sketched one ot them in her afternoon prom
enade attire, and of an evening the toilets
are ball-like, as shown by the next picture
of two fair young Old Orchard iles.
One hecomes acquainted readily here, for
a lovely young man is hired on purpose to
promote social intercourse. He gets a new
comer by the lapel of the coat and tows him
up to dancing girls; these latter are always
anxious to sample a fresh partner. I think
they judge a man by his waltz movement
The exquisite "master ot ceremonies" is
more of a success with the ladies than a
United States Senator would be, if he didn't
know how to balance to corners. You see,
that is another peculiarity about the sea-
Old Orchard' Sweetest Fruit.
shore. Skilled limbs outclass a trained in
tellect A bald, fat man doing the polka
in good form would be more
by the femaleB than would a soulful poet
with the bead of a Byron. The artist might
obtain shocks here, but the worldly, red
blooded pleasure seeker moves in the good
natured crowd, gets smiled at, smiles back
and says to himself "I like it" The rea
sons for liking it are many, and are sub
stantial enough for summer -weather. The
people here are such as the citified worker
has not been accustomed to dealing with, at
least they are all playing different parts
thft those we saw them in last winter. More
than half of themxcome from Canada, lend
ing a fascinating sort of'fdreign atmosphere
to the place, with their parody on the
French language, their rapid ways and
their remarkable toggery.
It seems as if the noble old State of-Maine
surrounded the place without having the
proprietorship of it Tiro good people of the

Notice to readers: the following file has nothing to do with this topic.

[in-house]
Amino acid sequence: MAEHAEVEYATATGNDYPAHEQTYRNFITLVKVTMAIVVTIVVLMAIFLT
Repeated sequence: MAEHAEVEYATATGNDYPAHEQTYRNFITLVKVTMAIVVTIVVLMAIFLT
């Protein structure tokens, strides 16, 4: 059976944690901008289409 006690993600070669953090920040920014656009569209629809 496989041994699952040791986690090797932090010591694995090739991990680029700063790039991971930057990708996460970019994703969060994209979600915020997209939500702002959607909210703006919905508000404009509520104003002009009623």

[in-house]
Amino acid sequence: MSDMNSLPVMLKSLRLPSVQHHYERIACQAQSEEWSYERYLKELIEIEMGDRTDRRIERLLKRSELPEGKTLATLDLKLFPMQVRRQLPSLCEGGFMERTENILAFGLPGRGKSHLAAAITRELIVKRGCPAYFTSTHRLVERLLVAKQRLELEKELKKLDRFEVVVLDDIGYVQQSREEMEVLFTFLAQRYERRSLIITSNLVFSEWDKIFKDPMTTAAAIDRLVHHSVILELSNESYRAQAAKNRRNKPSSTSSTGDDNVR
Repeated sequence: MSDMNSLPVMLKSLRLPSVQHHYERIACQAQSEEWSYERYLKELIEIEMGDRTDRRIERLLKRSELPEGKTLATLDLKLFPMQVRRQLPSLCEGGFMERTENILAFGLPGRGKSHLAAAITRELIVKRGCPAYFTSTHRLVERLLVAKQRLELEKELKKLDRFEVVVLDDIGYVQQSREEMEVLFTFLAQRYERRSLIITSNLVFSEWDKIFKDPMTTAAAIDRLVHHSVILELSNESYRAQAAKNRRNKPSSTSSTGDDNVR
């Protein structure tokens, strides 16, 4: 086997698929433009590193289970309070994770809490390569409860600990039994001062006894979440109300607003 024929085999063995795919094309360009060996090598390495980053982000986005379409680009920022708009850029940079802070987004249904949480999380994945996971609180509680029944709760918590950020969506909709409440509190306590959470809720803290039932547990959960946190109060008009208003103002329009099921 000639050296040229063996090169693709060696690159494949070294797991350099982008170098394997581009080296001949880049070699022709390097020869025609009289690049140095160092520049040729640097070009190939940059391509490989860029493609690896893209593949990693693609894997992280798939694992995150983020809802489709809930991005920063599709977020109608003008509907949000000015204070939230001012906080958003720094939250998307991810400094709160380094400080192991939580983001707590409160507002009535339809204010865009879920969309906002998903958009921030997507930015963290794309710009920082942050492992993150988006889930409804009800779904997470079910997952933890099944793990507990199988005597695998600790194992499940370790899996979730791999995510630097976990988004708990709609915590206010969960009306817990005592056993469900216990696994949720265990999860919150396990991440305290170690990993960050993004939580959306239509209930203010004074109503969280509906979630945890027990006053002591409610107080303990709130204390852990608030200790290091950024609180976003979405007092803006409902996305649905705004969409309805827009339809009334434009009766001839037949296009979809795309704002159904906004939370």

State do not seem able to utilize the pleas
ures here, except in a single exciting dose,
consisting of a bath, a dinner and flight
On the hotel registers we find the namjes of
the residents of Montreal, Ottawa andQue
bec, not those ot the leading townsrJen of
Sacearappa, Amenticus and Fryebnr
Still, -the girls get the very newest frhiau
nenavior. xne Bana-ionea.is on, no
t 9 - K 1
AUGUST 4, 1889.
longer do these upHS-dato belles kiss each
'Other in public, nor gush at all, but simply
touch fingers in so quick and casual a way
that it cannot be called even a hand shake.
It is the newest freak of stylish manners.
Flirtation has been brought to the
highest degree of culture at Old
Orchard. A young man from New York
arrived here at noon time one day last week,
and, alter getting his baggage into his room,
he took a chair an the front piazza, and be
gan gazing down toward the vast expanse
of sail-dotted sea, with its low-lying shores
edged with foam. To the beach from this
hotel it is an unobstructed half mile, and a
plank walk runs directly from the hotel
She Took the Whole Bill of Fare.
steps to the bathhouses. Our young man
declares that a sharp little girl of 16 de
tected him on the piazza when she
opened the door of her bathroom, half a
mile away.
She walked straight up that walk with
her eyes fixed on him, and, as she came
near, he discovered that she was a clever and
fine looking creature with auburn hair and
blue eyes. He followed her with his gaze as
she moved up the steps, and she wore a sort
of half smile on her pretty mouth as she
steadily returned his look. When she
reached the middle step she sank on one
knee with a little cry of pain. The young
man sprang to her assistance, asking if he
could be of any service.
"I have turned my ankle," said the girl.